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  • The Classic of Changes in Cultural Context: A Textual Archaeology of the Yi jing by Scott Davis
  • Stephen Field (bio)
Scott Davis. The Classic of Changes in Cultural Context: A Textual Archaeology of the Yi jing. Amherst, NY: Cambria Press, 2012. xxiv, 281 pp. Hardcover $114.99, isbn 978-1-60497-808-7.

Studies in the West purporting to solve the mystery of the King Wen sequence of Yijing hexagrams have usually been relegated to the margins of scholarship. The publication of the book under review should do a lot to correct this reputation. While there are certainly questions that one may pose about aspects of the study, there is much to recommend a close reading of Scott Davis’s magnum opus. The following review will attempt to unravel what most readers will consider an extremely dense analysis of one of the world’s oldest cultural artifacts.

In his introduction, Davis declares as his primary thesis that “every detail in the entire classic may have been sited to achieve certain design objectives” (p. xvi). Thus, in order to understand any individual element, one must discover its compositional, structural logic. The first chapter showcases the author’s skill in parsing this logic in his attempt to open up the design toolkit available to the authors of the Yijing. Using ontological, topological, and morphological analyses, Davis explicates the Chinese logograph dui 兑 and its trigram emblem (110, in binary representation) as symbolic of “uproarious laughter” and its religious connotations. [End Page 75]

In chapter 2, “Spirits of the Zhou yi,” the detail Davis isolates to demonstrate fully his thesis hinges upon the image of wine, which occurs in the lines of four separate hexagrams of the text. First, he locates textual loci based on the semantic context of the images (whether wine is accompanied with food, whether its containers are mentioned, and whether the drinking episodes are positive or negative). Then, he analyzes how this content is articulated upon the formal structure of the sixty-four hexagrams. Thus, each hexagram mentioning wine is composed of at least one trigram for water. The location of the images in individual hexagrams is a key to their interpretation: the higher the line, the more positive the image. Finally, when the line in one hexagram changes to its opposite, it results in either one of the other hexagrams in question or in another semantically related hexagram. Isolating these components and analyzing their hexagrammatic relationships, Davis claims to have discovered “a concern for rainfall and the means to procure water through bloody sacrificial offerings involving pits” (p. 32).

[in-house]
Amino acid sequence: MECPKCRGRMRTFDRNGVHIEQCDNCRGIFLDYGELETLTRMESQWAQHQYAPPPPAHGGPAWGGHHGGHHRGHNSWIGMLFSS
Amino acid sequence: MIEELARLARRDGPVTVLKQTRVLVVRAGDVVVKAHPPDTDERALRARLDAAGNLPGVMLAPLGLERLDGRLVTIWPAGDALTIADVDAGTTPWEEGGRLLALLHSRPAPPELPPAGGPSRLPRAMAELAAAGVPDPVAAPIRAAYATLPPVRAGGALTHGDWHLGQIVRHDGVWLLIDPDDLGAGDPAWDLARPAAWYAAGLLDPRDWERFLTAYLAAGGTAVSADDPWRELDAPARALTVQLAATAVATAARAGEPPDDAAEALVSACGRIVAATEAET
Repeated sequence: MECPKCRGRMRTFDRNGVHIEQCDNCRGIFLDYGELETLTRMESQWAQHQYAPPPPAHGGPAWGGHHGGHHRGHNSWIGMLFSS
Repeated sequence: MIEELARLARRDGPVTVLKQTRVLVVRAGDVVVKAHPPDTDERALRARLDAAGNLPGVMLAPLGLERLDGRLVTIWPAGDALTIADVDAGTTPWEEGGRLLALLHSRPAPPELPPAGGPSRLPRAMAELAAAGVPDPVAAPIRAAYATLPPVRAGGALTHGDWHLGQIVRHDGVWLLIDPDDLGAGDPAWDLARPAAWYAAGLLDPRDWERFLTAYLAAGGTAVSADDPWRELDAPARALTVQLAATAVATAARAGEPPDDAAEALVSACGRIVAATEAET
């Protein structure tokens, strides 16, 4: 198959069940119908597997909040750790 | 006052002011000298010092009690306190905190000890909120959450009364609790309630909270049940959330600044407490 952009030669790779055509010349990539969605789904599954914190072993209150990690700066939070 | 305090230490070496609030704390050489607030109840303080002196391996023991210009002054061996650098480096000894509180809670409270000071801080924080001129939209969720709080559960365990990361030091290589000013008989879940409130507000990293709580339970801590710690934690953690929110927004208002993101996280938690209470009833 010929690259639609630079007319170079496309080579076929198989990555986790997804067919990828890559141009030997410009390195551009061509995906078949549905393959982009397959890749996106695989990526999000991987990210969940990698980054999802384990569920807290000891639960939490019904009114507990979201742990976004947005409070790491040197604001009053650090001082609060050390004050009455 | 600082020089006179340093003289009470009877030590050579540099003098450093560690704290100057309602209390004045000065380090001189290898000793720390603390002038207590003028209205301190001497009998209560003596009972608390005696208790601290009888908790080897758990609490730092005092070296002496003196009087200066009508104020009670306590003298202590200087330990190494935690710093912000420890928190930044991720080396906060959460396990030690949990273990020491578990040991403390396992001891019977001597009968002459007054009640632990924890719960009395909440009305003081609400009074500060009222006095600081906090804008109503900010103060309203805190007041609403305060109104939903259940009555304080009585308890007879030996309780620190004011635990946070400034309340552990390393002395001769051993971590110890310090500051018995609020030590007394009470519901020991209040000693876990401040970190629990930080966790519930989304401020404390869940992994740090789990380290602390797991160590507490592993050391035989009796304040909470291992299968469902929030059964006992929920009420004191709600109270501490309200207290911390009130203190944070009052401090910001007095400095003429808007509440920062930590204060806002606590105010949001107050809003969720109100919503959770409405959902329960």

In chapter 4, “Framework Questions,” Davis states his second overall thesis: “[A] comprehensive structural study of the Zhou yi textual model. … aims to view synchronic relations of lines within hexagrams as functions of the diachronic order of the entire sequence as a whole” (pp. 70–71, italics in original). Furthermore, the individual textual components that partake in the order must be interpreted primarily as loci in the synchrony of the whole. That is, the meaning of any image is subservient to its function as an analogical locus, or actant, which, like an Internet hyperlink, serves as a vector to point to other meanings across the matrix. As such, the Yijing is a “holographic device,” where each apparent part contains within it the whole. Thus, attempting to assign invariable meanings to the text constricts its symbolism and “freezes” its workings (p. 81). This caveat appears throughout in the book, usually addressed to the sinologist whose methods are philological rather than anthropological.

The first structural diachrony postulated by Davis is the “age set” (chap. 3), which organizes the text into a sequence of ten-hexagram groups, or decades, of life. According to this hypothesis, the sequential number of individual hexagrams in the King Wen order corresponds to a person’s age in an idealized lifeline (p. 47). On top of this chronological structure, Davis further isolates “regional” structures—higher level units of organization that exhibit what he calls “triangulation,” whereby one subsystem links to other subsystems (p. 100). The most exemplary of such systems is the “Big and Little Hexagram” structure (the six hexagrams whose names begin with the words...


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